One thought on “The State Of Our Economy”

  1. I wonder if it’s more a problem with efficiency than anything. As we increase efficiency, we can provide products to more and more people at cheaper and cheaper prices.

    It’s like Google. It employes like 20 000 people and can essentially provide the entire world with all their search, advertising, video… Previously there had to be local book stores, local video stores…

    Now with google, you employ some well paid engineers and business people… and you get whole of money at the very top. But they only take a small amount of money from lots of people.

    Part of this has been amplified by globalization. I’ve been very skeptical of globalization as it sets different laws for different workers.

    It should be illegal to sign a free trade deal with a country with vastly different wage and environmental laws. And I say this from a free market, libertarian perspective. What you’re saying to the American textile worker is: “We the government make it illegal for you to compete fairly with some worker in Bangledesh”.

    Yes, having a minimum wage is *wrong* from a libertarian perspective, but its even worse to have workers face different laws depending on where they live.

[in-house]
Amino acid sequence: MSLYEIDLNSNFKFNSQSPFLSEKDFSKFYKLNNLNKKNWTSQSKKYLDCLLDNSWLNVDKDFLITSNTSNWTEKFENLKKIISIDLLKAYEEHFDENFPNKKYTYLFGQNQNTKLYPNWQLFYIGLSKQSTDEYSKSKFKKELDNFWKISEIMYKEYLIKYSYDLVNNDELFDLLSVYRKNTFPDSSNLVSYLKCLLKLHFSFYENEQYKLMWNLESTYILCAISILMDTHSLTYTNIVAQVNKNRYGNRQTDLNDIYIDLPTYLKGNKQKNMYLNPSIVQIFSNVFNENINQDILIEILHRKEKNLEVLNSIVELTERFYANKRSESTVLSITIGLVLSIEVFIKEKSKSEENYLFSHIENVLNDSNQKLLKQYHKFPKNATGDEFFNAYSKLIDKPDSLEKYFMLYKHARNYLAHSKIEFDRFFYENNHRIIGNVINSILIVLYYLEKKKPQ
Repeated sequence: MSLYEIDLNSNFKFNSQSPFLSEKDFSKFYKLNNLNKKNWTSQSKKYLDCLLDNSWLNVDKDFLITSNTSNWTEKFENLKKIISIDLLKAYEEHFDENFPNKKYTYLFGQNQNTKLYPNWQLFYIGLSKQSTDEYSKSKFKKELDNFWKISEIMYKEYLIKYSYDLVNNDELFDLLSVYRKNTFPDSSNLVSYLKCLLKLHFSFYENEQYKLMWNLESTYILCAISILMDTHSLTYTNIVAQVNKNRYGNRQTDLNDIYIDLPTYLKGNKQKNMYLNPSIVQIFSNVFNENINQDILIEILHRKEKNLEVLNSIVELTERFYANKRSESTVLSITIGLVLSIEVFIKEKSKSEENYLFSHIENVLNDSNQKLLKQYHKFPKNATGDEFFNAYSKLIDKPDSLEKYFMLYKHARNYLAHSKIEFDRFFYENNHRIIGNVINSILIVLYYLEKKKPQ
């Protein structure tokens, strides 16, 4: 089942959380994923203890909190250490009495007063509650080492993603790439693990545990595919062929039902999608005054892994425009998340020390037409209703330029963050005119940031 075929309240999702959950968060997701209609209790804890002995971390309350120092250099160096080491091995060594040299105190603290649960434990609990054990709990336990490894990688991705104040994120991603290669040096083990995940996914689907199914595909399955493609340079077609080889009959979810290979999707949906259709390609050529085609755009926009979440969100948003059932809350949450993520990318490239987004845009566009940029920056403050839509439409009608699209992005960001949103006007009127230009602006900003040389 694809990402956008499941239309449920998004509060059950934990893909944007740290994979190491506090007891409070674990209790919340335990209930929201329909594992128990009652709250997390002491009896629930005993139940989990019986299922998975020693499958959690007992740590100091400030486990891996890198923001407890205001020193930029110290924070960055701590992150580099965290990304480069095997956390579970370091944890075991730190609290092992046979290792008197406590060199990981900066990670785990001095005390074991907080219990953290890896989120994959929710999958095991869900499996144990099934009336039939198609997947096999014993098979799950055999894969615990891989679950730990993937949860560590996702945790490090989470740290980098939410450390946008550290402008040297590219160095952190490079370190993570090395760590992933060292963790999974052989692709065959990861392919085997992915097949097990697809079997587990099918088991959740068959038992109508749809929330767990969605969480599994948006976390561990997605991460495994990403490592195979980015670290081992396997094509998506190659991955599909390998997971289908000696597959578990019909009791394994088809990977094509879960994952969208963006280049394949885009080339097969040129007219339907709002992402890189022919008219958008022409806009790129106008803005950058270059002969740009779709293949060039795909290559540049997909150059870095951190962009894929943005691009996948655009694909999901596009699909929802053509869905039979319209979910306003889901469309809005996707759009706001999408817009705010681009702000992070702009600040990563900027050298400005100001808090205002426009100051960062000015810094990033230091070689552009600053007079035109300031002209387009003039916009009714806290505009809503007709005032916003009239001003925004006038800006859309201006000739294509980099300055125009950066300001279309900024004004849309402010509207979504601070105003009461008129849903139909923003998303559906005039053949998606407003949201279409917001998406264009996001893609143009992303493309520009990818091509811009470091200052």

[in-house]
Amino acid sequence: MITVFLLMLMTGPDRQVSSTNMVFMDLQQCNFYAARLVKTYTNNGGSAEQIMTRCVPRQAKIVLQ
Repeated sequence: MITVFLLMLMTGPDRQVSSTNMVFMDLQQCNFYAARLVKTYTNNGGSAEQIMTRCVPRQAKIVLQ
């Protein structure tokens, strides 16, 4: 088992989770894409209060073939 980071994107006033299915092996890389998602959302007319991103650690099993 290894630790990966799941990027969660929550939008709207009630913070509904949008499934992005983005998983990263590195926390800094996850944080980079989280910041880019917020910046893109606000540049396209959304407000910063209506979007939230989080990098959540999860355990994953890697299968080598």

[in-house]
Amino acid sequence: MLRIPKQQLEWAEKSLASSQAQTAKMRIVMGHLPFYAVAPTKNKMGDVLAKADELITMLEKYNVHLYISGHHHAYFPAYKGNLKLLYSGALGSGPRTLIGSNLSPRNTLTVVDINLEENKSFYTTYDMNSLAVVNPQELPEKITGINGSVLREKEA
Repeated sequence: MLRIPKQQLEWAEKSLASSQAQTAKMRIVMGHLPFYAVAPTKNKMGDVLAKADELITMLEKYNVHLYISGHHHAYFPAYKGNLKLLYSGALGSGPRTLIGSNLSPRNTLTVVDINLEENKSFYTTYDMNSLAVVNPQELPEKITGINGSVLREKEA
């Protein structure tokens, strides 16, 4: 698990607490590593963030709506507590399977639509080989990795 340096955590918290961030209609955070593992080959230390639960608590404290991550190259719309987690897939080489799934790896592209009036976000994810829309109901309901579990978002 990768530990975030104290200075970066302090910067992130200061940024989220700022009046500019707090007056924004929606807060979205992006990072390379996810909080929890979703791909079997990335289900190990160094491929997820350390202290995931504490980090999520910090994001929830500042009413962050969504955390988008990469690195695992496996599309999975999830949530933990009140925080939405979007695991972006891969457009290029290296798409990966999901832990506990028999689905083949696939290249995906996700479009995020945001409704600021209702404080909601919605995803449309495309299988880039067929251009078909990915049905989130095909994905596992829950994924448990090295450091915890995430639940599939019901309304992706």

Interestingly, the US faced such ‘wage’ issues internally. How would it cope if a state like New York established a minimum wage… and a state like Alabama did not? Wouldn’t you know, the US actually came up with a pretty good solution. Any product/service crossing state lines must obey the federal minimum wage.

    So why did the US not apply this very sane logic when negotiating trade deals with other countries? It’s perverse.

    I’d say a combination of technology/efficiency along with bad trade deals are causing this issue.

    In the end, technology is going to force us to become more egalitarian. There is no need for massive numbers of accountants to provide a solid tax base to pay other middle class workers well. A few accountants and computers can do the job just as well.

    The *premium* we pay for labor is going to be diminished. We’re going to be driven towards egalitarianism, such that the teacher and the warehouse worker make the same as there is not enough private sector wealth to push that difference. But people have gotten too used to privilege. People talk about equality, but really want privilege. The middle class wants to be ‘higher’ than the working class and so on.

    yes, the top super rich will get richer… as a consequence of efficiency… but there’s too few of them to really lift the rest of us up even if we have a 100% tax rate on them. If you took the CEO of walmart’s salary including stocks… and gave it to every walmart worker… it would result in a mere $10/year extra for walmart employees.

    Worrying about the concentration of wealth at the top ignores the structural changes in our economy and technology that are the real big changes.